Nolte Park Activity Building Gone; Community Garden Planned

The activity building at Nolte Local Park has been taken down and its foundation will serve as the base for a new community garden, according to plans from Montgomery Parks.

In March of last year, the Maryland-National Capital Park and Planning Commission issued a Request for Proposals for the adaptive reuse of the building, located at 200 Denver Rd., but did not receive any viable proposals.

Montgomery Parks then held a public meeting in December to propose the idea of a community garden and gather feedback from residents and others. In addition, the department sought comments online in January of this year and posted the results.

“There were a lot of other options and input from the community [for the park],” said Michelle Nelson, community garden program manager for Montgomery Parks, including suggestions for a bike pump track or leaving it as open green space, among other ideas.

“At this time our program actually has the funding to go forward with putting in a community garden,” she said. “The community was supportive of that, instead of it just being left as nothing there, or no amenities put back in.”

The garden proposal includes:

  • Approximately 10 to 16 raised beds for use as garden plots
  • Garden plots would be 12-16 inches deep, to accommodate a variety of plants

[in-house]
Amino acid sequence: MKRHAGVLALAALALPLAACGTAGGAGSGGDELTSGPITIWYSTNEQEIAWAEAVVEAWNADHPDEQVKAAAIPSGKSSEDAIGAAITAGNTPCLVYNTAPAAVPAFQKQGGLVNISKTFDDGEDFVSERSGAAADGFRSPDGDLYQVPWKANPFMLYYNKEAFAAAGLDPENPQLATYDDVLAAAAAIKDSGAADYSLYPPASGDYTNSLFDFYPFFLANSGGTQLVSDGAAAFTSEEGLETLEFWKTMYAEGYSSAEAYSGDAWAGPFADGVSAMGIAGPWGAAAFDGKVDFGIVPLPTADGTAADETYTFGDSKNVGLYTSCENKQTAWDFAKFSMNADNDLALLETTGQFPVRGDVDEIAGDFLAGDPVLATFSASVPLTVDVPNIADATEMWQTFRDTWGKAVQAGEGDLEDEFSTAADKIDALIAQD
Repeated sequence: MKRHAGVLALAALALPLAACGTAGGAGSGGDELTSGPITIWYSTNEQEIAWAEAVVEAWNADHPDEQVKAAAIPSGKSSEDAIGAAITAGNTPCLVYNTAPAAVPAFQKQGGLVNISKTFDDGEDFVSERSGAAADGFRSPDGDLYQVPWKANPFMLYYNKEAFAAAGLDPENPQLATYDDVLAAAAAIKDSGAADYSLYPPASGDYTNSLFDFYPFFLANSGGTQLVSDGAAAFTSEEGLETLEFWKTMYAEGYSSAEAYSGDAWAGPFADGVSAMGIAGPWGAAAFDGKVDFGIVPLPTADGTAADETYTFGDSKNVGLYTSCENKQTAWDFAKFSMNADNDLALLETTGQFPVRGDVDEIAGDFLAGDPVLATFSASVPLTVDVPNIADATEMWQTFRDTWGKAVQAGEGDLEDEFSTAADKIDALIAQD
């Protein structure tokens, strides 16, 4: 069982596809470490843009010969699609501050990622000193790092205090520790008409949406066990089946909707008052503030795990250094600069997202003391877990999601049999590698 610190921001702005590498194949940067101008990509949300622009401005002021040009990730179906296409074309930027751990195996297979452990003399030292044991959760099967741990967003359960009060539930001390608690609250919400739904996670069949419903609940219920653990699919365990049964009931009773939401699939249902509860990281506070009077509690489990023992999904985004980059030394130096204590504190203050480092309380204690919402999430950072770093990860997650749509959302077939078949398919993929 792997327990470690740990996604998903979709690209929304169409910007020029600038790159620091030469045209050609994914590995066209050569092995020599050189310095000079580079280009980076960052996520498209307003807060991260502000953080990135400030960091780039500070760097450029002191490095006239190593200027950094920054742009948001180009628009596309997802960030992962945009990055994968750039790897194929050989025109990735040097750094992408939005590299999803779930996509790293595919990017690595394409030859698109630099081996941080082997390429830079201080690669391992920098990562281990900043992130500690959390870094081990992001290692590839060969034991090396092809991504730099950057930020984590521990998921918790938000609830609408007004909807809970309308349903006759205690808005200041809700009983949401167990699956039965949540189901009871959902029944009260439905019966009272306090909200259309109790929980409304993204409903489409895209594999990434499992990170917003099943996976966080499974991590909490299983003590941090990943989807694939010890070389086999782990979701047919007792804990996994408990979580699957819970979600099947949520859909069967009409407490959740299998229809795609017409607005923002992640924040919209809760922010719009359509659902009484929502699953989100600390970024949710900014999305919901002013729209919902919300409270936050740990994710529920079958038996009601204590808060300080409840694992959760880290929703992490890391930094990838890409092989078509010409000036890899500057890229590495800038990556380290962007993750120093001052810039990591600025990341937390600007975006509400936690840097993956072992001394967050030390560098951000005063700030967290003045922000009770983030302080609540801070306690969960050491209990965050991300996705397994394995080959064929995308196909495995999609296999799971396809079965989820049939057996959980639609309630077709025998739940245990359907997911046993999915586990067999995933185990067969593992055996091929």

• Plot sizes would vary between 25 and 50 square feet
  • Plot fees would range from $25-$35 per year
  • Tool shed and hand tools would be provided
  • Deer fence would be installed
  • Garden would have a combination lock and be accessible to only those in the program, and
  • Installation of security cameras and lighting.

“The foundation is part of the infrastructure that is there, which allows us to put in a different style of community garden,” Nelson said, “and for us to meet some other requirements that our program needs to meet.

“This site is actually ideal for a community garden,” she continued. “It has water, it has accessible parking, [and] it has accessible access to the pad. It’s also in an area that is considered food-insecure, or close to a school that has a high [Free and Reduced Price Meals] rate. So we’re using the structure to build upon what’s already there.”

The plans for raised beds, along with parking and an accessible pathway, will contribute to the increased accessibility of this garden, compared to most of the county’s other community gardens, Nelson said.

“These are positives in not only assisting anyone who may have a disability, but also it’s helping our seniors in the county that could possibly be aging out of our current program, or aging out of other programs,” she said. “It will provide another space and another amenity for them to enjoy.”

The department is currently in the design phase for the area, which is about 40’ by 70’. Once that preliminary draft is complete, it will be reviewed internally and then presented at another community meeting.

The budget and schedule for the project will be determined once the final design is complete.

In the meantime, Erin Pant, a public relations and outreach specialist for the department, pointed out that this project does not preclude adding additional amenities or features to Nolte Park in the future.

“There’s still room to go through our normal process,” Pant said, “which is the capital improvements process where we do other types of amenities.”

The foundation of the activity building remains to serve as the base for a community garden. Photo by Mike Diegel.

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